Athena Nike Frieze

The small temple of Athena Nike right next to the Propylaia was decorated with a continuous Ionic freeze as was customary in Attica (temples in Ionia itself did not include a frieze).

The north frieze as well as the south one depicts a battle of Greeks against Persians, and it is the earliest example of sculpture commemorative of specific historical events. The relief of the west wall represents a battle between Greeks and other Greeks (perhaps a reference to the ongoing Peloponnesian war), while the East frieze above the colonnade of the entrance shows a number of gods and deities in various stages of activity.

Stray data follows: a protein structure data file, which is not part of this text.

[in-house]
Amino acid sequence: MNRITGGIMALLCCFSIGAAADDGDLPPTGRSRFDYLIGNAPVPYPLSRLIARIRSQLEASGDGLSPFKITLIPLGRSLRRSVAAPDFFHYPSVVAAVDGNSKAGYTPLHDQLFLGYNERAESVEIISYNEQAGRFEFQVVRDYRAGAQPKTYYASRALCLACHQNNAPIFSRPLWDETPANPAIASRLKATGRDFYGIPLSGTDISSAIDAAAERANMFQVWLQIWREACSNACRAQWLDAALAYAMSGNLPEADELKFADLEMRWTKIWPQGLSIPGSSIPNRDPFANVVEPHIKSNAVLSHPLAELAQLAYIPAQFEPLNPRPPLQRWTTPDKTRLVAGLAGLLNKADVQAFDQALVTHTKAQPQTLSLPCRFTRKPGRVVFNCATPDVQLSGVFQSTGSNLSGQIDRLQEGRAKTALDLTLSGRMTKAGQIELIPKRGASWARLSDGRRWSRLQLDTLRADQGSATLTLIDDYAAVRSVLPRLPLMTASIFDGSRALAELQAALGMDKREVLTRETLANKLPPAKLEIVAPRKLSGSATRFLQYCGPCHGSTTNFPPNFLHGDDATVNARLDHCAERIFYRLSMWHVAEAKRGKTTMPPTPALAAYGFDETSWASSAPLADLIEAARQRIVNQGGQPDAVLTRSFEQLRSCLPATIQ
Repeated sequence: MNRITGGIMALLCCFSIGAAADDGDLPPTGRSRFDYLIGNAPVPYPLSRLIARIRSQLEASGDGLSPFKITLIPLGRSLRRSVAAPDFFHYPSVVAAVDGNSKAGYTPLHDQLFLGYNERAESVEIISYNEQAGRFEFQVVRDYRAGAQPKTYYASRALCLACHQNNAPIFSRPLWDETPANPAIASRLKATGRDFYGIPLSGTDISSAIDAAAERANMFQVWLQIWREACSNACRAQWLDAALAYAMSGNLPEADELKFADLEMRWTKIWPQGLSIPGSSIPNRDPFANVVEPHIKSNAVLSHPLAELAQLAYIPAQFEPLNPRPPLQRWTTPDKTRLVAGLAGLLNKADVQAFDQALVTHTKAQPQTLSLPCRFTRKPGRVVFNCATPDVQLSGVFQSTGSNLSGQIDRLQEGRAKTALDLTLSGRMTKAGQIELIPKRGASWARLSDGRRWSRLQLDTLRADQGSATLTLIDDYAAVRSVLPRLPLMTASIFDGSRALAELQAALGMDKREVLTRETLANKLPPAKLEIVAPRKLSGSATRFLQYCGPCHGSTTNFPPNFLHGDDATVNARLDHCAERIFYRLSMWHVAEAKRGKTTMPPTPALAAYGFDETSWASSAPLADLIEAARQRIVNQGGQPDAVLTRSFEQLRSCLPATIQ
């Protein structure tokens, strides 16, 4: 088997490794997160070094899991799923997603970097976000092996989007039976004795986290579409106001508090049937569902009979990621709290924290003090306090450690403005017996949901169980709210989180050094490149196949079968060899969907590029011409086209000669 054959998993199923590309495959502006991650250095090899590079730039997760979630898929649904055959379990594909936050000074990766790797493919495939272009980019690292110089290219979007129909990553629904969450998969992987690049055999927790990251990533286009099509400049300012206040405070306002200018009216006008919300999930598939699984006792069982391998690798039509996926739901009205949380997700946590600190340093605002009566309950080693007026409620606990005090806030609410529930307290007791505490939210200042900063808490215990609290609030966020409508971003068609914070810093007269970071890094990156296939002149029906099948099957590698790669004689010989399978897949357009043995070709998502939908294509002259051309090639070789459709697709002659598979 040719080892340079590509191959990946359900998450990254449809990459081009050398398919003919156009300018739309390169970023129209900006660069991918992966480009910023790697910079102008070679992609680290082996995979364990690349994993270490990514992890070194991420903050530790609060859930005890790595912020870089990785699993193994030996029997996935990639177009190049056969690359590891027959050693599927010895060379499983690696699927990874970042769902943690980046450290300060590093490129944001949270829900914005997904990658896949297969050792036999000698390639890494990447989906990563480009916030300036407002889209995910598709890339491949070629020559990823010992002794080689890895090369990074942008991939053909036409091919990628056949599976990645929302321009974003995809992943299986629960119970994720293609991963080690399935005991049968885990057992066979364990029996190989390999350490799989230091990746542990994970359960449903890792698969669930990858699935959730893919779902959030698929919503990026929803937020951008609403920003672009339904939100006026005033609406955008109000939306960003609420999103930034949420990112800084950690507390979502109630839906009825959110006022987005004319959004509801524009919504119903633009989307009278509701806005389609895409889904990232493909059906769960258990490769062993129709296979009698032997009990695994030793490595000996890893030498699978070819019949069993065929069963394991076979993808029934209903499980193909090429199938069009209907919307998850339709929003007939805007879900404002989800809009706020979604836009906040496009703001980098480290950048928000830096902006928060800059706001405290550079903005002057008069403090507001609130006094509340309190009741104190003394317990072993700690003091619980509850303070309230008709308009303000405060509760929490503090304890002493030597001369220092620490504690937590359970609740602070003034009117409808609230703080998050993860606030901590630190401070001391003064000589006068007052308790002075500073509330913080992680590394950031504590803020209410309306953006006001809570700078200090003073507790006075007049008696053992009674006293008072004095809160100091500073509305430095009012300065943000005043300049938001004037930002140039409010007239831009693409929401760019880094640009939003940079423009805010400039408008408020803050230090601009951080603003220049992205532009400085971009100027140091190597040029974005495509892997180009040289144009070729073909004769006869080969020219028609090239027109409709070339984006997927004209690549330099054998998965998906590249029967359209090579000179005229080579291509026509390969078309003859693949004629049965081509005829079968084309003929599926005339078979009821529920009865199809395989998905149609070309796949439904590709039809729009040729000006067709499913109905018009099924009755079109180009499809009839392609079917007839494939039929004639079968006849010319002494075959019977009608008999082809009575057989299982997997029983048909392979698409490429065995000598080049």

The art itself is indicative of a developing style that had mastered accurate representation and was now content with exploring other aesthetic issues. The figures are elongated wearing drapery that not only clothes them but with its deep folds creates a rhythmic visual pattern. The bodies are contorted in extreme, almost awkward poses bestowing a degree of expressionist anxiety to the idealized figures. These stylistic innovations act as a prelude to the development of the soon to be realized Hellenistic art.

Also see: Pictures of the Athena Nike Frieze









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